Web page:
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Spirit of the Harvest:
Mayan Grilled Fish with Recado Colorado

2010-03-04
By Beverly Cox

From "Spirit of the Earth: Native Cooking from Latin America,"
by Beverly Cox and Martin Jacobs

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Renowned food author Beverly Cox, winner of the James Beard cookbook award, a Julia Child award and a IACP cookbook award, and food editor for Native Peoples Magazine, contributes a monthly column and weekly recipes to TankaBar.com. The Spirit of the Harvest columns are published the second Wednesday of every month. Recipes from Beverly run on intervening Wednesdays.


Yield:

4 servings

Ingredients


3/4 cup Recado Colorado (annatto seed seasoning) (See recipe below)
2 tablespoons vegetable oil
1 cup bitter (Seville) orange juice, or 1/2 cup sweet orange juice combined with 1/2 cup lime juice
1 teaspoon salt, or to taste
2 1-1/2- to 2-lb. whole red snappers, scaled and split lengthwise, or 2 pounds snapper or grouper fillets
4 to 6 bay leaves
1 cup Cebollas Encurtidas (pickled onions)
4 plum tomatoes, sliced
2 or 3 limes, cut into wedges

Directions


In a mixing bowl, dissolve Recado Colorado in vegetable oil, then stir in orange juice. Season with salt.

Place each fish in large glass or ceramic dish and rub the flesh generously with seasoning mixture. Scatter the bay leaves over the fish and marinate, refrigerated, for at least 1 hour or overnight.

Prepare a wood, charcoal, or gas grill. Remove the fish from the dish, reserving the marinade. If you have a grilling basket, place a banana leaf, rib side down, in the basket and arrange the fish on top, skin side up. Or, instead of a banana leaf, oil a piece of aluminum foil and place it, oiled side up, in the basket and arrange the fish on top.

Place basket on the grill and cook for 15 minutes. Then turn the basket over, baste the fish with the reserved marinade, and cook on other side for 15 minutes. The fish should flake easily with a fork.
(Or, place leaf or foil directly on grill rack and arrange the fish on it, skin side down. Grill, basting frequently with the reserved marinade, until the fish flakes easily, 20 to 30 minutes.)

Starting at the tail, gently lift out the backbone and pull off the fins. Discard the bones and arrange the fish on a platter. Garnish with cebollas, tomatoes, and lime wedges, and serve immediately.

Note: You also can prepare this dish in an oven. Preheat to 375 degrees F. Place fish in oiled baking pan and bake, basting frequently, until it flakes easily, 20 to 30 minutes.

This fish is spicy, but if you would like it even hotter, do as the Maya do and make a quick table salsa.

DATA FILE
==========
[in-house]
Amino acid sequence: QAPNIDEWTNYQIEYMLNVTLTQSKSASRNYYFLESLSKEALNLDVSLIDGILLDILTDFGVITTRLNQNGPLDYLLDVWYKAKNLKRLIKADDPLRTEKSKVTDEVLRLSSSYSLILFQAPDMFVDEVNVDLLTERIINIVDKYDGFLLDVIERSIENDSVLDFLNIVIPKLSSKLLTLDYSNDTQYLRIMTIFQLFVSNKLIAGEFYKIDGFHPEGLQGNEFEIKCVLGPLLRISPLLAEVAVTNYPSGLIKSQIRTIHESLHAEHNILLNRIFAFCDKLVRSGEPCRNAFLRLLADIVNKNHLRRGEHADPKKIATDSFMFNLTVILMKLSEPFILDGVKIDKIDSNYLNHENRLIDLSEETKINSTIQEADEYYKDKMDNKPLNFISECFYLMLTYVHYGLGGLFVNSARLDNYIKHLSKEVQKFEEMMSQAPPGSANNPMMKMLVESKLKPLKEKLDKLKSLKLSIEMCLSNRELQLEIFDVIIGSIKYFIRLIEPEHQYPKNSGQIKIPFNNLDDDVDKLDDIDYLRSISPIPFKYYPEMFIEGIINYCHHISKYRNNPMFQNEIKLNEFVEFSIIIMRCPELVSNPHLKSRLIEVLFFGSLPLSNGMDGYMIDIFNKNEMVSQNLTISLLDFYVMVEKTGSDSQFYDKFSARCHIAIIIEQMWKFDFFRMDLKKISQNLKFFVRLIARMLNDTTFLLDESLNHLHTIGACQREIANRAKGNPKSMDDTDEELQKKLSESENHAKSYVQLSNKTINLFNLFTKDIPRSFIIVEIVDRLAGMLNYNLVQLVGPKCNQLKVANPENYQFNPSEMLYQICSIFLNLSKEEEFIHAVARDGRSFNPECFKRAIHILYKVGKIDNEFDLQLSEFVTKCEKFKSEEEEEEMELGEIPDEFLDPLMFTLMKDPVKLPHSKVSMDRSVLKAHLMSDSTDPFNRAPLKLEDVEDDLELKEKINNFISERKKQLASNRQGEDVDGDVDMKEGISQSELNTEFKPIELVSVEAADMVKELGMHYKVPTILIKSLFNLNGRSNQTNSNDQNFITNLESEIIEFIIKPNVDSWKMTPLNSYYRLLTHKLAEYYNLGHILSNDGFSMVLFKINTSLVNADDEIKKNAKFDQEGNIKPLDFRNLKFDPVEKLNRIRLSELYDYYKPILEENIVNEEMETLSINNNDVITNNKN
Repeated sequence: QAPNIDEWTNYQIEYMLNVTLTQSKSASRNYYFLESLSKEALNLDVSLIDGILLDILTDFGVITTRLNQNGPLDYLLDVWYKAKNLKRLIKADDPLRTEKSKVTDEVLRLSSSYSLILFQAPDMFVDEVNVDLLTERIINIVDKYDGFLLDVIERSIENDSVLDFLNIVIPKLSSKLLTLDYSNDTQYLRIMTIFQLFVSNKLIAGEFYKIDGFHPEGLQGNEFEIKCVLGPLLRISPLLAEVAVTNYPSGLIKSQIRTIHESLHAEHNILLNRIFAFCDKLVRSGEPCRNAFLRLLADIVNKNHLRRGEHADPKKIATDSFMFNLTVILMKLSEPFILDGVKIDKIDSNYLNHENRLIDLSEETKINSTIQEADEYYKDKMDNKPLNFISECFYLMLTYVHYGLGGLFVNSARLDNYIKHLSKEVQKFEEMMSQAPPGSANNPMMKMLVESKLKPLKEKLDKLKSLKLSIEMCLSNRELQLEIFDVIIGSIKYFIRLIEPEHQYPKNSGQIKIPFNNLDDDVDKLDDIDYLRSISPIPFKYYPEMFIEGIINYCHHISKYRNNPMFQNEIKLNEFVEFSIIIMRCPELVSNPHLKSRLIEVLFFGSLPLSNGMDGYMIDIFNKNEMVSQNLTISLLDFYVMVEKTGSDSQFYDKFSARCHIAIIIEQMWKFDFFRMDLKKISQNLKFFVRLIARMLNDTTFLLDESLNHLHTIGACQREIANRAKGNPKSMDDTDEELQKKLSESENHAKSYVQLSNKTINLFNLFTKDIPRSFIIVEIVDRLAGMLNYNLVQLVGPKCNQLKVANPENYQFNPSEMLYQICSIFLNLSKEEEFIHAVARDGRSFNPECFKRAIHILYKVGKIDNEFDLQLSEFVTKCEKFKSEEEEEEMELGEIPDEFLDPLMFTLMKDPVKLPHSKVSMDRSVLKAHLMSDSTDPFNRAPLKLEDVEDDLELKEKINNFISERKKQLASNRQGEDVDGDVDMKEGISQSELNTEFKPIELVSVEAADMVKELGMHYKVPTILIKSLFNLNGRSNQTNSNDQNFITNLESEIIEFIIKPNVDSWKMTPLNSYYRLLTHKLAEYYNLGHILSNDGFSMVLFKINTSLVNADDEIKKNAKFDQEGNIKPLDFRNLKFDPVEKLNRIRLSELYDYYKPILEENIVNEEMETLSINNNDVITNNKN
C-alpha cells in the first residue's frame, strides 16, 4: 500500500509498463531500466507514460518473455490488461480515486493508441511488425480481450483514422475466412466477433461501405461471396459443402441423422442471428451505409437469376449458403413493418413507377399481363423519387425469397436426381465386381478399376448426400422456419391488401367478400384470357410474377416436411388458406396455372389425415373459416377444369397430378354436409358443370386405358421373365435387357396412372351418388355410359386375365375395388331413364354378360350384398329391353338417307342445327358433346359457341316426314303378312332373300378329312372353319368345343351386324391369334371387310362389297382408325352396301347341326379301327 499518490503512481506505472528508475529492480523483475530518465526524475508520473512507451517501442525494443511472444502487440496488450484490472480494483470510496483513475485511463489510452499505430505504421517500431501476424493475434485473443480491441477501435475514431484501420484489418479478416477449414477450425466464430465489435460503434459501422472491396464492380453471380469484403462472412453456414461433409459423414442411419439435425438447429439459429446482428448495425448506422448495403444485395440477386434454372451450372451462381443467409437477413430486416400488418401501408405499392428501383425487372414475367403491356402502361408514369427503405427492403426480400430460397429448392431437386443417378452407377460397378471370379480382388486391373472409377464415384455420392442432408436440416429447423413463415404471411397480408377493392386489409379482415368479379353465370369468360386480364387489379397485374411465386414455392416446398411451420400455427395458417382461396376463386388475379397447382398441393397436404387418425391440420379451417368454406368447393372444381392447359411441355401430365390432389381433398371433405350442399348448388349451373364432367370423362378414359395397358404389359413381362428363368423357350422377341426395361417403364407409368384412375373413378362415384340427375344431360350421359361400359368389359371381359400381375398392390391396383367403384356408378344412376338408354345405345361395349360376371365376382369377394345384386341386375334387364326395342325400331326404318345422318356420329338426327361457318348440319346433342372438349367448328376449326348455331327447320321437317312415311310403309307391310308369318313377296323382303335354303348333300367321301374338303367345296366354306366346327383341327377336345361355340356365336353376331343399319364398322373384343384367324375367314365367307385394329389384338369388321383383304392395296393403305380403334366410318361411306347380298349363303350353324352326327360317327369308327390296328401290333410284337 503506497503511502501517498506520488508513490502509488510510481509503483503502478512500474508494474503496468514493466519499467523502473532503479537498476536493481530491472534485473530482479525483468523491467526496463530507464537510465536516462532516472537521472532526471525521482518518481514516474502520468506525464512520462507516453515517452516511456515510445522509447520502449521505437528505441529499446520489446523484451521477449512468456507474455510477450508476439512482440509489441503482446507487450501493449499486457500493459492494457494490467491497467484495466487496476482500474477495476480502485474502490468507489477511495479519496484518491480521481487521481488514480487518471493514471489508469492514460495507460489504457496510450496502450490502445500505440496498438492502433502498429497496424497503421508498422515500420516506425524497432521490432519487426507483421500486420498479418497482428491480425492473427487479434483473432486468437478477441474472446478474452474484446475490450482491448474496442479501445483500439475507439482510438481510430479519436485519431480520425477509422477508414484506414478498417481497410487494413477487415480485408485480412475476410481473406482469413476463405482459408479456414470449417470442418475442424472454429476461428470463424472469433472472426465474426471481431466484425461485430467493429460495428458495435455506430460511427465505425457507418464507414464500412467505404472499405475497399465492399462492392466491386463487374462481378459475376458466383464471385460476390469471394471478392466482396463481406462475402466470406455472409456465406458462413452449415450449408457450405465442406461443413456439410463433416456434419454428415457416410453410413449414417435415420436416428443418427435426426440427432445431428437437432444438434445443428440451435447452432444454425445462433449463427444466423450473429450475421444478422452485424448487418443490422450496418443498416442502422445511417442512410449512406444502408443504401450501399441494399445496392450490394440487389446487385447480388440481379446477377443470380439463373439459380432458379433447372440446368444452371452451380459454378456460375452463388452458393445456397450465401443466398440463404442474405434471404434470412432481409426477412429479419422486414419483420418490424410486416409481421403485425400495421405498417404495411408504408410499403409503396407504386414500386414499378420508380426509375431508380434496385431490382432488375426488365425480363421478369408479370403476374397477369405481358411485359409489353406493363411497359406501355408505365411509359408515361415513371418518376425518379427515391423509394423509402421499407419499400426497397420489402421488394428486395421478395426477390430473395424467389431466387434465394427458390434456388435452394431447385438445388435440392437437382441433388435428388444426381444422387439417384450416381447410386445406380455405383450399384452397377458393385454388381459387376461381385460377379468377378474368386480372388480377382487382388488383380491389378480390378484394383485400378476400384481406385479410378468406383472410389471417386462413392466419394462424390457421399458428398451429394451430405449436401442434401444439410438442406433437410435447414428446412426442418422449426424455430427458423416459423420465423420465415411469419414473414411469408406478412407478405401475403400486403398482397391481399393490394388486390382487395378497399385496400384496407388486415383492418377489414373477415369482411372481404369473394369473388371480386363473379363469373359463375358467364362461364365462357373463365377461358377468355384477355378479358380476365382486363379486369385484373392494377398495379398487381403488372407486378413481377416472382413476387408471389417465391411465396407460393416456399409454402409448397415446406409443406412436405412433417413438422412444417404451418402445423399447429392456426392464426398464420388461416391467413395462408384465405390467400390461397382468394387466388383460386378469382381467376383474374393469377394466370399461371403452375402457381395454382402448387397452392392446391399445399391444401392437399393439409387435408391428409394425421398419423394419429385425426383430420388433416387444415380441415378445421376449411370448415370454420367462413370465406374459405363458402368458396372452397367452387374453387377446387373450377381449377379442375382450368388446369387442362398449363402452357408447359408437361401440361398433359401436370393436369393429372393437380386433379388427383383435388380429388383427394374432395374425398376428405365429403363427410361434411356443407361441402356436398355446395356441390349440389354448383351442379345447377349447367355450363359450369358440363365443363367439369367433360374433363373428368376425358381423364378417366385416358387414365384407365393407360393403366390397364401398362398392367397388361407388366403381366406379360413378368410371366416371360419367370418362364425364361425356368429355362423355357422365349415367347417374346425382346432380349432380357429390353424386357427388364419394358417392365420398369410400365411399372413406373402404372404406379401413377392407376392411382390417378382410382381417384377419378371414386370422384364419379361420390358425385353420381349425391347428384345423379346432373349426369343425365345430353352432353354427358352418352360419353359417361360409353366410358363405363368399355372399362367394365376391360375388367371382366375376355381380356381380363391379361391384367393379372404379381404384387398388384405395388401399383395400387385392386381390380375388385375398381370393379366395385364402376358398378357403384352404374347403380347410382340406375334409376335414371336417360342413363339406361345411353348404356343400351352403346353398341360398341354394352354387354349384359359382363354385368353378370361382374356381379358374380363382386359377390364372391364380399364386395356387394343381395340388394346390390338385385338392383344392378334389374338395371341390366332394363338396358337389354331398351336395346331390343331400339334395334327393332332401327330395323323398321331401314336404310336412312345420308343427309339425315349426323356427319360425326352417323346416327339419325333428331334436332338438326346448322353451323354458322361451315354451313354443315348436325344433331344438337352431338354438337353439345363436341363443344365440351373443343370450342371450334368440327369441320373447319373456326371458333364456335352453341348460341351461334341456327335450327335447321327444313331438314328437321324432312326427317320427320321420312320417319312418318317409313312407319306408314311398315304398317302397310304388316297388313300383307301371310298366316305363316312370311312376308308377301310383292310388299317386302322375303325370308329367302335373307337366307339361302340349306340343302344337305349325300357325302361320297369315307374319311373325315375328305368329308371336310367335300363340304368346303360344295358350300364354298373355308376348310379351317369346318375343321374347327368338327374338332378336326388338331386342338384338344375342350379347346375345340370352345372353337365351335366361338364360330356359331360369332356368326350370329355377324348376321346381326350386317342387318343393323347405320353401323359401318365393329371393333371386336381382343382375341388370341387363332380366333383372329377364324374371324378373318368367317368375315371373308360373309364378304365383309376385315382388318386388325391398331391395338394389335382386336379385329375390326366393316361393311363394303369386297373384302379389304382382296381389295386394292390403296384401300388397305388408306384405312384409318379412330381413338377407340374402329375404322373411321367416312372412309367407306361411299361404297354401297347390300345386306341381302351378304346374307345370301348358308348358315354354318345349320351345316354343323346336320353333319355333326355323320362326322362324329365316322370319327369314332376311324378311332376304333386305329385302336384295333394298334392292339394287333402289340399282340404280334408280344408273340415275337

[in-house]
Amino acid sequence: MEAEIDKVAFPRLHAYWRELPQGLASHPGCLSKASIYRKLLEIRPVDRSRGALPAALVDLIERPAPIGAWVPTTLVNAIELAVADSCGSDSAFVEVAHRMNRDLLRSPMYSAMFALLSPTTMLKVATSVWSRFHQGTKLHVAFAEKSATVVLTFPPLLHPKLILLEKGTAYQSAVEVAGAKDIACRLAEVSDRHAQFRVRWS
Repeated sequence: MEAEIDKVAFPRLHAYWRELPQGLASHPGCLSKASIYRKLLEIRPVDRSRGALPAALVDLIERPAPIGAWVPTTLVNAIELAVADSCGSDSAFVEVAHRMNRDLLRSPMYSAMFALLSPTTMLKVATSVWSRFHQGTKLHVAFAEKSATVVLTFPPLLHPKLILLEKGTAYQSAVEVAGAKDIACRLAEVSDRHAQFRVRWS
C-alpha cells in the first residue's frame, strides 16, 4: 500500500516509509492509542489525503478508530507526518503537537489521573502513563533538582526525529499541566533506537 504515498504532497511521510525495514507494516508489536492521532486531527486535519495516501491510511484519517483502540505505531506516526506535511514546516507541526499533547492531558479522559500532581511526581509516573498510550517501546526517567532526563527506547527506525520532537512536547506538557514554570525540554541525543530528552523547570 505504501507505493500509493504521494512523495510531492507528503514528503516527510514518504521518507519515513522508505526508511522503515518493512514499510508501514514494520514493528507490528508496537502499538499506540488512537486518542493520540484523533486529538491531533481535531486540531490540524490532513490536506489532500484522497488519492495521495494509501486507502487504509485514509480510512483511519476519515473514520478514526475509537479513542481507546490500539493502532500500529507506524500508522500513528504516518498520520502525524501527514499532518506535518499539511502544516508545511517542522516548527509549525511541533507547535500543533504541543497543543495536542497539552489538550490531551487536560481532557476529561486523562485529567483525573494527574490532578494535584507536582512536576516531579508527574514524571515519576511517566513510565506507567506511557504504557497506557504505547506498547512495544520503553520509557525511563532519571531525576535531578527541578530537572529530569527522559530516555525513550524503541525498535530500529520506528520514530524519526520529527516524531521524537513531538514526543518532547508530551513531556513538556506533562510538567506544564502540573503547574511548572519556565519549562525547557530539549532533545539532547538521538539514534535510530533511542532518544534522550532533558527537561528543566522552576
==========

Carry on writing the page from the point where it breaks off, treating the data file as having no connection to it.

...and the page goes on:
Combine 1/4 cup lime juice with a little chopped onion and cilantro, 1 or 2 slices habanero chile, and salt to taste.

The Recado Colorado

Ingredients


1 white onion, unpeeled, roasted
2 small heads garlic, unpeeled, roasted
3 tablespoons annatto (achiote) seeds
1 1-inch piece cinnamon stick (preferably Mexican), crushed
8 whole cloves
6 allspice berries
1/2 teaspoon cumin seeds
1-1/2 teaspoons dried oregano (preferably Mexican)

Directions


Peel roasted onion and garlic. Quarter the onion. Place onion and garlic cloves in food processor or blender, and puree. Using electric spice mill or mortar and pestle, grind annatto seeds, cinnamon, peppercorns, cloves, allspice, cumin, and oregano to a powder.

Add spice mixture to the onion and garlic, and blend to form a paste. Store the recado in an airtight container in the refrigerator. It should be good for several weeks.



Beverly Cox is the food editor of Native Peoples Magazine and a former food editor and director of food styling for Cook's Magazine. She holds a Grand Diplome from Le Cordon Bleu in Paris and apprenticed with Gaston LeNotre.

Beverly has written 13 cookbooks, including Spirit of the Harvest, North American Indian Cooking, winner of the James Beard and IACP cookbook awards in 1992, and Spirit of the West, Cooking from Ranch House and Range, winner of a Julia Child award in 1997, and Spirit of the Earth, Native Cooking from Latin America, an IACP cookbook award finalist in 2002, all co-authored with food photographer Martin Jacobs. Their most recent book is Eating Cuban, 120 Authentic Recipes from the Streets of Havana to American Shores.

Beverly and her husband, Gordon Black, an architect turned rancher, live on the historic Eagle Rock Ranch in Northern Colorado where her great grandfather homesteaded in 1872. Beverly teaches hands-on cooking classes for small groups who want to combine cooking with the experience of visiting a working cattle ranch.

You can contact Beverly at BeverlyCox@TankaBar.com


For more information about Beverly's cookbooks featuring Native American recipes:

Body, Mind and Spirit: Native Cooking of the Americas

Spirit of the Harvest: North American Indian Cooking

Spirit of the Earth: Native Cooking from Latin America

For more information about Native Peoples Magazine: Native Peoples



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